This technique has the following disadvantages. Since only attenuated JPV signals are measured outside the illumination area, this approach does not provide good spatial resolution and high sensitivity for measurements of sheet resistance Rs<400 Ohms/square in ultra shallow p-n junctions formed with high dose implants. The measurement is based on a small signal, linear JPV theory. According to this theory, the JPV signal should be linear with light intensity not only outside of the illumination area but also inside this area. The technique presented in U.S. Pat. No. 5,442,297 uses measurements only outside the illumination area. The calculation of sheet resistance is based on a simplified model valid only for infinitely thin metal rings electrodes. As a result, this model will give additional systematic errors because the capacitance of these thin electrodes depends upon non-linear fashion on their distance from the wafer surface and the linearity condition is not checked within the illumination area. This probe configuration does not allow one to produce accurate measurements close to the edge of the wafer. Another disadvantage of this patent is the requirement for the use of additional means for measurements of the p-n junction capacitance, or information about this value in order to calculate sheet resistance values. Also this technique does not provide for measurement of p-n junction conductance (leakage)—an important parameter for USJ process.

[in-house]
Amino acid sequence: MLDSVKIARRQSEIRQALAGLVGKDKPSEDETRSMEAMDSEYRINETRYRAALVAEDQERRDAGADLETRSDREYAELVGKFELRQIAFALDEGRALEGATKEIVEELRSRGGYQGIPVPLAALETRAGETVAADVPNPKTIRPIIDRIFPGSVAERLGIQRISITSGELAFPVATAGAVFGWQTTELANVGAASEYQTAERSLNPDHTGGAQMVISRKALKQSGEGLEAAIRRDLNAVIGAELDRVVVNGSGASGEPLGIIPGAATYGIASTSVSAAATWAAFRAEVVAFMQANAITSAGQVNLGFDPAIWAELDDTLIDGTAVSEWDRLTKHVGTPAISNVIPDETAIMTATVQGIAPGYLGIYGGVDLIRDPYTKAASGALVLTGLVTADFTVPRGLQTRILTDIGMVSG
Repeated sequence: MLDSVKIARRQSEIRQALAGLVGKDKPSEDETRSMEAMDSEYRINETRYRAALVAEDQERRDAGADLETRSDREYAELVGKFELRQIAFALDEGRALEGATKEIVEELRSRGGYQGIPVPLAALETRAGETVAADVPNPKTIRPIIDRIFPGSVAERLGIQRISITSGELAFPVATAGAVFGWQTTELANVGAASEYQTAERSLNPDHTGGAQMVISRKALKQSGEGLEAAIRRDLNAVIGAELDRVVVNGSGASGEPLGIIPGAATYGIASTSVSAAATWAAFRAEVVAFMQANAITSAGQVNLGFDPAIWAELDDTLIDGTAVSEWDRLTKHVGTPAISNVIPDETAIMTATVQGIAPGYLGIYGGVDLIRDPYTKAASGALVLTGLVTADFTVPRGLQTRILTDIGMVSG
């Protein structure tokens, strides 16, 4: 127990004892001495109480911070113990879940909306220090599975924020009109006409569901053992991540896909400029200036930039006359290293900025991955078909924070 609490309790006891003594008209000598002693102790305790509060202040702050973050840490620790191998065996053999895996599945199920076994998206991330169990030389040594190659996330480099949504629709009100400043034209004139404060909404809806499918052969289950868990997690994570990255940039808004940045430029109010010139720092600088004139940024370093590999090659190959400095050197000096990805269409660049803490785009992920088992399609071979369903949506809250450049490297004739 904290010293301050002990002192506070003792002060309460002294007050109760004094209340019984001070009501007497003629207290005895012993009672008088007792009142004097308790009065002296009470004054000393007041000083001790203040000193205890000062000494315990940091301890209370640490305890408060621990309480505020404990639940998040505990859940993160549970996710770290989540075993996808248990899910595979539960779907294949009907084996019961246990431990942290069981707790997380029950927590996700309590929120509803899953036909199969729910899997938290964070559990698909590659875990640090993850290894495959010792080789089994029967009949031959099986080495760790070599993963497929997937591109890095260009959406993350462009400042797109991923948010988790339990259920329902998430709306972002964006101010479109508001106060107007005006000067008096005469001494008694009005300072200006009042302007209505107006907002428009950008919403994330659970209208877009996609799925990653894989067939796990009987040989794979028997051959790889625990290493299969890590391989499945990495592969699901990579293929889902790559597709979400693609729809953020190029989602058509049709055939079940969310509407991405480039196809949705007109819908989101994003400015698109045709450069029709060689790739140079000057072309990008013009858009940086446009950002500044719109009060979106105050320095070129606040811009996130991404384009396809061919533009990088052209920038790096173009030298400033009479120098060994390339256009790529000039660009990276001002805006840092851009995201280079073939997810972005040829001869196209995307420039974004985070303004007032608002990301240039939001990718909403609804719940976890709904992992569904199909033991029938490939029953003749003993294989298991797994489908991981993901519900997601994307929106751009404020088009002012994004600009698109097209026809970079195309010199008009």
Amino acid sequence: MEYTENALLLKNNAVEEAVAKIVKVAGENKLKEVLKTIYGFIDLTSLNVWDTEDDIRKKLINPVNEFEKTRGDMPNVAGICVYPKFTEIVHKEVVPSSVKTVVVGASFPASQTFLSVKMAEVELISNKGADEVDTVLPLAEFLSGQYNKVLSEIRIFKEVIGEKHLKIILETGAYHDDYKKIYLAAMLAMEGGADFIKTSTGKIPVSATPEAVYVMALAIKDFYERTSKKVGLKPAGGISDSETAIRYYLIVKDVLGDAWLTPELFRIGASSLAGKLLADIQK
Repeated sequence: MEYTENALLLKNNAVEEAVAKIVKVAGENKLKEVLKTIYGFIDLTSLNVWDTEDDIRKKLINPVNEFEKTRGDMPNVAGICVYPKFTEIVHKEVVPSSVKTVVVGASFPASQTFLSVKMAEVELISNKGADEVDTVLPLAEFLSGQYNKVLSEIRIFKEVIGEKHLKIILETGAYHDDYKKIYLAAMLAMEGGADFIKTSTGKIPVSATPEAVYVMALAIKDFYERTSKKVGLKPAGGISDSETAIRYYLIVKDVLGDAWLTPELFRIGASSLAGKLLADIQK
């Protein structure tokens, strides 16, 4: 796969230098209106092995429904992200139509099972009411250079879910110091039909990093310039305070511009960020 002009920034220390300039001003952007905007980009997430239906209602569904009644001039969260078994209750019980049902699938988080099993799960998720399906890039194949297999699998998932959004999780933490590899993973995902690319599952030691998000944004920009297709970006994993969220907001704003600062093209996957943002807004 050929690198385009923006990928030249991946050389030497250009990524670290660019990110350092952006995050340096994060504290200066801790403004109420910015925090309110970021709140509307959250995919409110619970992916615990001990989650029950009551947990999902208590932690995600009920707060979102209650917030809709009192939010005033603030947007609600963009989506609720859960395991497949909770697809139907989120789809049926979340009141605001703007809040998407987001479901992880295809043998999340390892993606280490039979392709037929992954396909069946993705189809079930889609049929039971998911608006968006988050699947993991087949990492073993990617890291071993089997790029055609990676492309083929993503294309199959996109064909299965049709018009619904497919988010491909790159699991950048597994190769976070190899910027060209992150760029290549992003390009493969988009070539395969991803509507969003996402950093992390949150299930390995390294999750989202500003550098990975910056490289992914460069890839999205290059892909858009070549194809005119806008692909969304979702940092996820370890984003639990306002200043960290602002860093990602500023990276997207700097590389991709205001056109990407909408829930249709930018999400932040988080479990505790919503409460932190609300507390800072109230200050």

The advantages of present invention are a method and apparatus for accurate measurements of sheet resistance, capacitance of p-n junctions and determination of leakage currents with improved spatial resolution and sensitivity.
An object of this invention is to provide a non-contact sheet resistance and leakage current apparatus for the measurement of doped surface layers over a wide range of doping levels. The present embodiment of the invention apparatus includes a means for illumination of p-n junctions with intensity modulated light, a transparent and conducting electrode, positioned near the surface of the semiconductor wafer directing light onto its surface, and detecting JPV signal from said area. The present invention also includes a second electrode detecting JPV signal outside the illumination area. The second electrode can be a metal arc, which can be positioned over the wafer area, even if the light spot and transparent electrode are located at the edge of the wafer. Using this configuration for the second electrode, the edge effect area is significantly decreased. The present invention also includes a third, grounded electrode surrounding the first and second electrodes to prevent influence of JPV from regions of the wafer outside of the area of the first and second electrodes. The present invention also includes two preamplifiers connected to the first and second electrodes.